One puzzle found out in the open world required you to guide an arrow through a course of small hoops. Another more complex area required you to free a series of weighted balls from Crystal Maze-like puzzle rooms in order to place them all on a map of the stars. Vaults, meanwhile, are discrete puzzle areas set in their own small realms, and which make use of the game’s physics engine to let you leap across floating columns, or clear a path by manoeuvring and firing large projectiles into far-away blocks like a giant game of Angry Birds. Many of these puzzles are pleasantly challenging, and provide a rush of accomplishment once completed that is only dampened by their rather lacklustre rewards. Completing a 15-minute puzzle to be provided with… 15 lightning bolts, or something similar, was a bit of a let-down – though it may be that in the full game this will be just what I’ll need to upgrade something on my skill tree. Puzzles within the open world give you a separate currency, while enemies drop a third that lets you upgrade physical gear. It’s a very Ubisoft take on Zelda, in other words.
Phillips says the original Gods and Monsters pitch from the studio was well received on the back of its impressive work on Assassin’s Creed Odyssey – and you can see how Ubisoft would want to extend the life of that game’s mechanics and setting in a way that is not hampered by the rules of an Assassin’s Creed, while riffing on Nintendo’s best work this generation in the process. I had fun making my way through this mix of ideas, though repeatedly finding familiar mechanics never stopped feeling a little jarring when so little of the game’s originality – its own story and main character – where on show to smooth things over. This point does sound like something the team has been working on, however – one interesting comment from Phillips was that until the delay, the game featured a sole narrator, playing Homer, before this was changed to the current dynamic. It’s also why the game’s name changed, Phillips said, to focus more on the hero’s journey itself, rather than the world they will travel through.
Development on the game lost a little time earlier this year when the studio switched to home working, though the project was far enough along at that point to not need as many big meetings, Phillips recalls. “I think we were in a good place – not closing mode but close – where there was less ideation and so it was easier to work from home,” he says. “But it has been an odd and memorable year for everyone.” As for Ubisoft’s own summer of headlines, associated with the company’s tidal wave of sexual assault and misconduct allegations, Phillips declined to say much on their impact within the studio. “There’s not too much I can say – I would point to what Yves has said publicly about trying to make Ubisoft the best working environment it possibly can be,” he concluded. “I trust and take him at his word that that’s what he wants to do for Ubisoft. The morale of the studio – considering everything – is quite high. We’re proud of having our first new IP ever, our studio has always been growing – I’ve been here six years and it has grown a lot since Assassin’s Creed Syndicate and with Immortals Fenyx Rising we have the creative footing to grow into the future.”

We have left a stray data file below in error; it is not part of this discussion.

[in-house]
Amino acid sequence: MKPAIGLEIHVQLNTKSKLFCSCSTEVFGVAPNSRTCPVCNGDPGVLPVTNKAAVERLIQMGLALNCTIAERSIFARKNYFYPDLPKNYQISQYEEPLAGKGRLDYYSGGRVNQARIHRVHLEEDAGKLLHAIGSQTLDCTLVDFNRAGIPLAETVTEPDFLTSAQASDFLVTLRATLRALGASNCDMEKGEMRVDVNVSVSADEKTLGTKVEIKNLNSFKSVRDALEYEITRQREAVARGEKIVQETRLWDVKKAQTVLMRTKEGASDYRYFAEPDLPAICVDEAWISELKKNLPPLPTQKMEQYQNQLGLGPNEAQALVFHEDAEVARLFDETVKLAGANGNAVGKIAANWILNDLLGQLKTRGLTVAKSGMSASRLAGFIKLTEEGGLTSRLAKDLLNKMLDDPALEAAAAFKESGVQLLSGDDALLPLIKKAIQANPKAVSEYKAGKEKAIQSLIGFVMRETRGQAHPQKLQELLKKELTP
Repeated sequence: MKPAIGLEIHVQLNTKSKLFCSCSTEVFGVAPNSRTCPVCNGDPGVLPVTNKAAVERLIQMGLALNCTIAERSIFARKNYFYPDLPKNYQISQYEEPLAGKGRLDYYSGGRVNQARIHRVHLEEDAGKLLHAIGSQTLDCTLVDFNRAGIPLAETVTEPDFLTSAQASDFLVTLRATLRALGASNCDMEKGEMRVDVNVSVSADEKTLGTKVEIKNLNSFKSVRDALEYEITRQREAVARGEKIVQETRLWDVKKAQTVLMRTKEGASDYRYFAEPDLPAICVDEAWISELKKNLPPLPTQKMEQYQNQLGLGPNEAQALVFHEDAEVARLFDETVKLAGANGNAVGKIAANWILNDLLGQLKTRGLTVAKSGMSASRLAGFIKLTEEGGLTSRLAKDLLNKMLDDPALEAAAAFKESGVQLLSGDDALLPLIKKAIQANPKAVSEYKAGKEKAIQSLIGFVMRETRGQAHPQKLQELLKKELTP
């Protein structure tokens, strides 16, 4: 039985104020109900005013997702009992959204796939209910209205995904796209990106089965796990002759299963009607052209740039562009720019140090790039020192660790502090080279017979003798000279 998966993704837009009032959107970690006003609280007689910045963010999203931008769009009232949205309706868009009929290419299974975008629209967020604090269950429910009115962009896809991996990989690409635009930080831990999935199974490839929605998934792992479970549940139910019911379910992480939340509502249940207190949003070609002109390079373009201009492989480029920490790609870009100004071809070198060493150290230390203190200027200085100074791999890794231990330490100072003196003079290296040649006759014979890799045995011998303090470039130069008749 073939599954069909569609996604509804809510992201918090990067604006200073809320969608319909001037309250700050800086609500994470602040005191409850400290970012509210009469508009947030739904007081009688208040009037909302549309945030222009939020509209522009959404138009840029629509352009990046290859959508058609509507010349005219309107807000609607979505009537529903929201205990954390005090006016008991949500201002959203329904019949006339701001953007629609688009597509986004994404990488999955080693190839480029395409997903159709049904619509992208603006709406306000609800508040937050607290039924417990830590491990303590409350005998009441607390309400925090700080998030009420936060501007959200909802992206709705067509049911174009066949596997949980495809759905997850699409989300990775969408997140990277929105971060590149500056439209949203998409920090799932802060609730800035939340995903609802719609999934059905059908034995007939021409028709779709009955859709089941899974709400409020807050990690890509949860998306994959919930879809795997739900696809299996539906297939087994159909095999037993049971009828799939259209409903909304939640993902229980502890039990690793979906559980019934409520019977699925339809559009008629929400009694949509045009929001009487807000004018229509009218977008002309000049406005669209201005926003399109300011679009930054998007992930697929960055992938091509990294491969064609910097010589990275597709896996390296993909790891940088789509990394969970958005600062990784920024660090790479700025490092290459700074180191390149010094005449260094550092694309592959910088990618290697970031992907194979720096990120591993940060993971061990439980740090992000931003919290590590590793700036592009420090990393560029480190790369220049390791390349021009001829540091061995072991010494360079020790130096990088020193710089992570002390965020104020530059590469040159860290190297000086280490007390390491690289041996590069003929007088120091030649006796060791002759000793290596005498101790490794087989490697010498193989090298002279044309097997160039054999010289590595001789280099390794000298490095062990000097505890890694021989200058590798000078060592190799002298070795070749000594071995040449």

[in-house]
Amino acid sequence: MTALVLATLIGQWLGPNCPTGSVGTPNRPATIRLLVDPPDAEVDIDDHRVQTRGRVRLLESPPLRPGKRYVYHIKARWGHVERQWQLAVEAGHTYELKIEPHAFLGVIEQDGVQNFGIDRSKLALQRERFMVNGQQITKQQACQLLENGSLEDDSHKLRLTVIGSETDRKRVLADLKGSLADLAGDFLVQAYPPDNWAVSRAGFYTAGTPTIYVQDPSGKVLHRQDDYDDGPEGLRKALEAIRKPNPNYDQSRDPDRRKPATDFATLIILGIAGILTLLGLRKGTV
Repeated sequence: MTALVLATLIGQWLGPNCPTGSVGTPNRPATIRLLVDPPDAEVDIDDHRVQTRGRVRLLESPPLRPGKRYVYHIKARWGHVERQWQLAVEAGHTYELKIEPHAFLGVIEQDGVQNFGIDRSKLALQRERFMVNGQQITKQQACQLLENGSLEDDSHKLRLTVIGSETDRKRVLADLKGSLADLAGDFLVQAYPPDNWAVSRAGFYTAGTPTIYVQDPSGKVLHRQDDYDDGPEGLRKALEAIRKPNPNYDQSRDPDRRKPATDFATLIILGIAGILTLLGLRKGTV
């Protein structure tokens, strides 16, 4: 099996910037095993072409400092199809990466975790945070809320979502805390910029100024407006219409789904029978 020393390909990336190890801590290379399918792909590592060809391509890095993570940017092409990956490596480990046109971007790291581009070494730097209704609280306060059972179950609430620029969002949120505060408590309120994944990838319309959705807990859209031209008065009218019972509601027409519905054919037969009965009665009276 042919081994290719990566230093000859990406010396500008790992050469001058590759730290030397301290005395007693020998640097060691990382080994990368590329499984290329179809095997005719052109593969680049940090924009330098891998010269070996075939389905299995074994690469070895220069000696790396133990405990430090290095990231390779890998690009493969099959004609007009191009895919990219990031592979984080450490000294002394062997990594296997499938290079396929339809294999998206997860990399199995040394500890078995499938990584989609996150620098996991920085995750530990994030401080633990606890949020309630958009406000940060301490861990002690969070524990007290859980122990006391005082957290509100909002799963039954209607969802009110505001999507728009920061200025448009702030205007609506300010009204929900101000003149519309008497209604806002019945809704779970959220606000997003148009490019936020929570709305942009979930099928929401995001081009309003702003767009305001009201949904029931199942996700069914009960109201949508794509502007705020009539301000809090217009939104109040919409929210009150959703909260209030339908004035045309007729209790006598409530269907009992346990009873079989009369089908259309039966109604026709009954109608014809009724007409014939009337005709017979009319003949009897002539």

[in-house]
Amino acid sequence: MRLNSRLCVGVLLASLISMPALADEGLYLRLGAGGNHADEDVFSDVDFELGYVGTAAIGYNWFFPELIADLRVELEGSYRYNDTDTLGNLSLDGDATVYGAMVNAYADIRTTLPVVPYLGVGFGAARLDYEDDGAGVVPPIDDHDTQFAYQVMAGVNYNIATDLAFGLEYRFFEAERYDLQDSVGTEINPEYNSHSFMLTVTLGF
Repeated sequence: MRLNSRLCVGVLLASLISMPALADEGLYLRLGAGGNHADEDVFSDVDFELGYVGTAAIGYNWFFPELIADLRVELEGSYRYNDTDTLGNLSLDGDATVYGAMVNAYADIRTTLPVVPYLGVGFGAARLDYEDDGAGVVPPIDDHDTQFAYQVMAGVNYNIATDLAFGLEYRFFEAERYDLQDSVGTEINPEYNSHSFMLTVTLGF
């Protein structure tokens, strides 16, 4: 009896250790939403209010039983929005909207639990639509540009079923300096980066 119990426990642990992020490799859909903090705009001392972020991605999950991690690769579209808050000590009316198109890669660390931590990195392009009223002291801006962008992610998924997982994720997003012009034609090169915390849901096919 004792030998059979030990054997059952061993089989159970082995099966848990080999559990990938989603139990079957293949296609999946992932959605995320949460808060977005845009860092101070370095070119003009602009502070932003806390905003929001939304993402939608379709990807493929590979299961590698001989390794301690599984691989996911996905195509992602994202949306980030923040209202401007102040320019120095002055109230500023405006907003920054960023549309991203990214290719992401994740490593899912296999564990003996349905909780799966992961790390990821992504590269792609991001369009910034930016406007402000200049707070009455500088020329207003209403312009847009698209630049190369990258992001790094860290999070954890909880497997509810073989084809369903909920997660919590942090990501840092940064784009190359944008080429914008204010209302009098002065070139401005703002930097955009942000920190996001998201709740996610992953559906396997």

When asked for more detail, a Ubisoft spokesperson sent through the following boilerplate statement:
“Concerning recent allegations raised against certain Ubisoft team members: we want to start by apologising to everyone affected by this – we are truly sorry. We are dedicated to creating an inclusive and safe environment for our teams, players, and communities. It is clear we have fallen short of this in the past. We must do better.
“We have started by launching investigations into the allegations with the support of specialised external consultants. Based on the outcomes, we are fully committed to taking any and all appropriate disciplinary action. As these investigations are ongoing, we can’t comment further. We are also auditing our existing policies, processes, and systems to understand where these have broken down, and to ensure we can better prevent, detect, and punish inappropriate behaviour.
“We will be sharing additional measures that we are putting in place with our teams in the coming days. Our goal is to foster an environment that our employees, partners, and communities can be proud of – one that reflects our values and that is safe for everyone.”
Ubisoft also addressed the issue prior to tonight’s broadcast with a new video statement from its CEO, Yves Guillemot.